XS prepared the manuscript with contributions from all co-authors and set the key parameters. PY, FC, XW, and WC performed the numerical simulation. ZG provided the inundated results. ZS provided the tidal observational data. JZ conducted this research and designed the experiments.
The authors declare that they have no conflict of interest.
This work was funded by the National Natural Science Foundation of China (41701596) and the Open-end Fund of the Key Laboratory of Coastal Disaster and Protection (Hohai University) of the Ministry of Education (201909).
This research has been supported by the National Natural Science Foundation of China (grant no. 41701596) and the Open-end Fund of the Key Laboratory of Coastal Disaster and Protection (Hohai University) of the Ministry of Education (grant no. 201909).
This paper was edited by Piero Lionello and reviewed by Wei-Bo Chen and one anonymous referee.
Booij, N., Ris R. C., and Holthuijsen, L. H.: A third-generation wave model for coastal regions: 1. Model description and validation, J. Geophys. Res.-Oceans, 104, 7649–7666, 1999.
Chen, F. Y., Yu, P. B., Wu, X. G., and Zhu, Y. Z.: Refined risk assessment of storm surge disaster in coastal plain: a case study of Pingyang County, J. Trop. Meteorol., 25, 304–311, https://doi.org/10.16555/j.1006-8775.2019.03.002, 2019.
Fang, J., Sun, S., Shi, P., and Wang, J. A.: Assessment and Mapping of Potential Storm Surge Impacts on Global Population and Economy, Int. J. Disast. Risk Sci., 5, 323–331, https://doi.org/10.1007/s13753-014-0035-0, 2014.
Gao, Y., Wang, H., Liu, G. M., Sun, X. Y., Fei, X. Y., and Wang, P. T.: Risk assessment of tropical storm surges for coastal regions of China, J. Geophys. Res.-Atmos., 119, 5364–5374, https://doi.org/10.1002/2013JD021268, 2014.
Hao, Z., Hao, F., Singh, V. P., Xia, Y., Shi, C., and Zhang, X.: A multivariate approach for statistical assessments of compound extremes, J. Hydrol., 565, 87–94, https://doi.org/10.1016/j.jhydrol.2018.08.025, 2018.
Jelesnianski, C. P.: A numerical calculation of storm tides induced by a tropical storm impinging on a continental shelf, Mon. Weather Rev., 93, 343–358, https://doi.org/10.1175/1520-0493(1993)0932.3.CO;2, 1965.
Joint Typhoon Warning Center: Western North Pacific Ocean Best Track Data, Naval Oceanography Portal, available at: https://www.metoc.navy.mil/jtwc/jtwc.html last access: 5 September 2018.
Lin, N., Emanuel, K. A., Smith, J. A., and Vanmarcke, E.: Risk assessment of hurricane storm surge for New York City, J. Geophys. Res.-Atmos., 115, D18121, https://doi.org/10.1029/2009JD013630, 2010.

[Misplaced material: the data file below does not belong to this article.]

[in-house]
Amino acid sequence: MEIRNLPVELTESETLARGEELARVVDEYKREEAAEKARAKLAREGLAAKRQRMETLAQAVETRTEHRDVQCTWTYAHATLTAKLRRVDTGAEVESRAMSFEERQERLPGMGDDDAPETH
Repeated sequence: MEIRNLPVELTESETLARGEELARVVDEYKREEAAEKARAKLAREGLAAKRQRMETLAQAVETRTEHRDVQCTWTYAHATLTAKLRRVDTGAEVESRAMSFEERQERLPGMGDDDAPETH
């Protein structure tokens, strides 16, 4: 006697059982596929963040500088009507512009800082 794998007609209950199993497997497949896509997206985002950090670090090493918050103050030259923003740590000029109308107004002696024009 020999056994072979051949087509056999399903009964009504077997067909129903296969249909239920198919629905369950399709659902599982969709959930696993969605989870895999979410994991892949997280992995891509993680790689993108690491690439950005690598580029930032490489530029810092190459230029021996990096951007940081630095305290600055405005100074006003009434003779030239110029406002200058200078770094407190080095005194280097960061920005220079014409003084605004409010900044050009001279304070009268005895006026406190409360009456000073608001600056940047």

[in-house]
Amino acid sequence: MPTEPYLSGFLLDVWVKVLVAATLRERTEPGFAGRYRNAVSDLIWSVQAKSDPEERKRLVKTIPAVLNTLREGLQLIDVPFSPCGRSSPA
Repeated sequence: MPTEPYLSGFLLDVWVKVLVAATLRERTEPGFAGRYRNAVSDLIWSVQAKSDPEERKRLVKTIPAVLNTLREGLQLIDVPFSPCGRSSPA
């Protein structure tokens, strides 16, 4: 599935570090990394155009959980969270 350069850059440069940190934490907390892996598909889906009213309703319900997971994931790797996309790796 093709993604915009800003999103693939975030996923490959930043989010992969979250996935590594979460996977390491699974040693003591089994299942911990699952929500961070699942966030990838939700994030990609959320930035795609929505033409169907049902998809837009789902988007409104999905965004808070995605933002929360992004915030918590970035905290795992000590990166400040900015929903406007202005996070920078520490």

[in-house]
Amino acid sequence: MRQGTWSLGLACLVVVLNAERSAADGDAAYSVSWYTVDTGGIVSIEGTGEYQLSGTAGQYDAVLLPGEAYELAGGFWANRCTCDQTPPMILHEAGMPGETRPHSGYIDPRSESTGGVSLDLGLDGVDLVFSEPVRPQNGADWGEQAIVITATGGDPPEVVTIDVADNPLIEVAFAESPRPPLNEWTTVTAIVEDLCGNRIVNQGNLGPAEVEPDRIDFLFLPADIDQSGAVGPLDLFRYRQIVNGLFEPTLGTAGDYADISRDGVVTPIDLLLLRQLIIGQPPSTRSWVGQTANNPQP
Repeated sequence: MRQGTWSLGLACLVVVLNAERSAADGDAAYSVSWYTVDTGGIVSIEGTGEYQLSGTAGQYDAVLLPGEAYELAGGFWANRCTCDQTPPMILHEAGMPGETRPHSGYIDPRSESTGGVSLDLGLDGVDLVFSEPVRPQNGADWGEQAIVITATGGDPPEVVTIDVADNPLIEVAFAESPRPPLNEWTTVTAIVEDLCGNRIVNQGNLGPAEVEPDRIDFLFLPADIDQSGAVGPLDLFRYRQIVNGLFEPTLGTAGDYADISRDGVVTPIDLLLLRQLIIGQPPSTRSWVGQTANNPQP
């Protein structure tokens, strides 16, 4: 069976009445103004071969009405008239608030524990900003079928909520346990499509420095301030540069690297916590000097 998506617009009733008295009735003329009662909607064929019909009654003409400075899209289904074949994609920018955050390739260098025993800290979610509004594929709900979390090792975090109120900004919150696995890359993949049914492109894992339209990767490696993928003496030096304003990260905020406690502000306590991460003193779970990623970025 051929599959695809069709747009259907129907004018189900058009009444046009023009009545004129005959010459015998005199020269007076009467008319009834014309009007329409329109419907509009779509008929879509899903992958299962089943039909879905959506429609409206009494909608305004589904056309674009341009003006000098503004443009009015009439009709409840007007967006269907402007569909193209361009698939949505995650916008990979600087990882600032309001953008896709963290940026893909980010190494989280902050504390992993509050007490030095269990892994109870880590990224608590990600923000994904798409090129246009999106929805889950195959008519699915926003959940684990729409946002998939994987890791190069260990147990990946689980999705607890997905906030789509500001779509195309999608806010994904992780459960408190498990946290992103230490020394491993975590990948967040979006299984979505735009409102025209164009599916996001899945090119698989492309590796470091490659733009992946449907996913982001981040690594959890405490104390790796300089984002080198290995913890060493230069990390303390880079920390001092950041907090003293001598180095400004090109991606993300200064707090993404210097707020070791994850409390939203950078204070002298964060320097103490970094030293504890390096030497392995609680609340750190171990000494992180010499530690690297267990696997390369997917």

Liu, Q. Z., Shi, X. W., and Guo, Z. X.: Technical guidelines for risk assessment and zoning of marine disaster Part 1: Storm surge, Standards Press of China, Beijing, 2018.
Ministry of Natural Resources of China: Chinese marine disaster bulletin of 2018, Beijing, 2019.
Petroliagkis, T. I.: Estimations of statistical dependence as joint return period modulator of compound events – Part 1: Storm surge and wave height, Nat. Hazards Earth Syst. Sci., 18, 1937–1955, https://doi.org/10.5194/nhess-18-1937-2018, 2018.
Powell, M., Soukup, G., Cocke, S., Gulati, S., Morisseau-Leroy, N., and Hamid, S.: State of florida hurricane loss projection model: atmospheric science component, J. Wind Eng. Indust. Aerodynam., 93, 651–674, https://doi.org/10.1016/j.jweia.2005.05.008, 2005.
Shi, X. W., Tan, J., Guo, Z. X., and Liu, Q. Z.: A Review of Risk Assessment of Storm Surge Disaster, Adv. Earth Sci., 28, 806–874, https://doi.org/10.11867/j.issn.1001-8166.2013.08.0866, 2013.
Shi, X. W., Liu, S., Yang, S. N., Liu, Q. Z., Tan, J., and Guo, Z. X.: Spatial-temporal distribution of storm surge damage in the coastal area of China, Nat. Hazards, 79, 237–247, https://doi.org/10.1007/s11069-015-1838-z, 2015.
Shi, X. W., Han, Z. Q., Fang, J. Y., Tan, J., Guo, Z. X., and Sun, Z. L.: Assessment and zonation of storm surge hazards in the coastal areas of China, Nat. Hazards, 100, 39–48, https://doi.org/10.1007/s11069-019-03793-z, 2020a.
Shi, X. W., Qiu, J. F., Chen, B. R., Zhang, X. J., Guo, H. S., Wang, J., and Bei, Z. Y.: Storm surge risk assessment method for a coastal county in China: A case study in Jinshan District, Shanghai, Stoch. Environ. Res. Risk A., 34, 627–640, 2020b.
Sun, Z., Huang, S., Nie, H., Jiao, J., Huang, S., Zhu, L., and Xu, D.: Risk analysis of seawall overflowed by storm surge during super typhoon, Ocean Eng., 107, 178–185, https://doi.org/10.1016/j.oceaneng.2015.07.041, 2015.
Sun, Z. L., Huang, S. J., Jiao, J. G., and Nie, H.: Effect of Runoff on Typhoon Storm Surge in Estuaries, J. Tianjin Univers. (Sci. Technol.), 50, 519–526, https://doi.org/10.11784/tdxbz201604050, 2017.
Tomohiro, Y., Yuta, T., Nobuhito, M., and Hajime, M.: A Stochastic Typhoon Model Applicable to Storm Surge and Wave Simulations for Climate Change Projection, J. Jpn. Soc. Civ. Eng. Ser. B2, 66, 1241–1245, https://doi.org/10.2208/kaigan.66.1241, 2010.
Wahl, T., Mudersbach, C., and Jensen, J.: Statistical assessment of storm surge scenarios within integrated risk analyses, Coast. Eng. J., 57, 1540003, https://doi.org/10.1142/S0578563415400033, 2015.
Wang, Y. X., Duan, Y. H., Guo, Z. X., Chen, W. F., Zhang, X. H., and Han, Z. Y.: Deterministic-probabilistic approach for probable maximum typhoon-induced storm surge evaluation over wenchang in the south china sea, Estuar. Coast. Shelf Sci., 214, 161–172, https://doi.org/10.1016/j.ecss.2018.09.025, 2018.
Wood, R. M., Drayton, M., Berger, A., Burgess, P., and Wright, T.: Catastrophe loss modelling of storm-surge flood risk in eastern england, Philos. T. Roy. Soc. A, 363, 1407–1422, https://doi.org/10.1098/rsta.2005.1575, 2005.
Yang, K., Paramygin, V., and Sheng, Y. P.: An objective and efficient method for estimating probabilistic coastal inundation hazards, Nat. Hazards, 99, 1105–1130, https://doi.org/10.1007/s11069-019-03807-w, 2019.
Zhang, Y., Chen, G., Hu, J., Chen, X., Yang, W., Tao, A., and Zheng, J.: Experimental study on mechanism of sea-dike failure due to wave overtopping, Appl. Ocean Res., 68, 171–181, https://doi.org/10.1016/j.apor.2017.08.009, 2017.
Zhejiang Institute of Hydraulics and Estuary: Research Report on the Influenced Factors of Breakage Volume of Seawall Caused by Storm Surge Disasters, Hangzhou, 2018.
Zheng, F. F., Westra, S., and Sisson, S. A.: Quantifying the dependence between extreme rainfall and storm surge in the coastal zone, J. Hydrol., 506, 172–187. https://doi.org/10.1016/j.jhydrol.2013.09.054, 2013.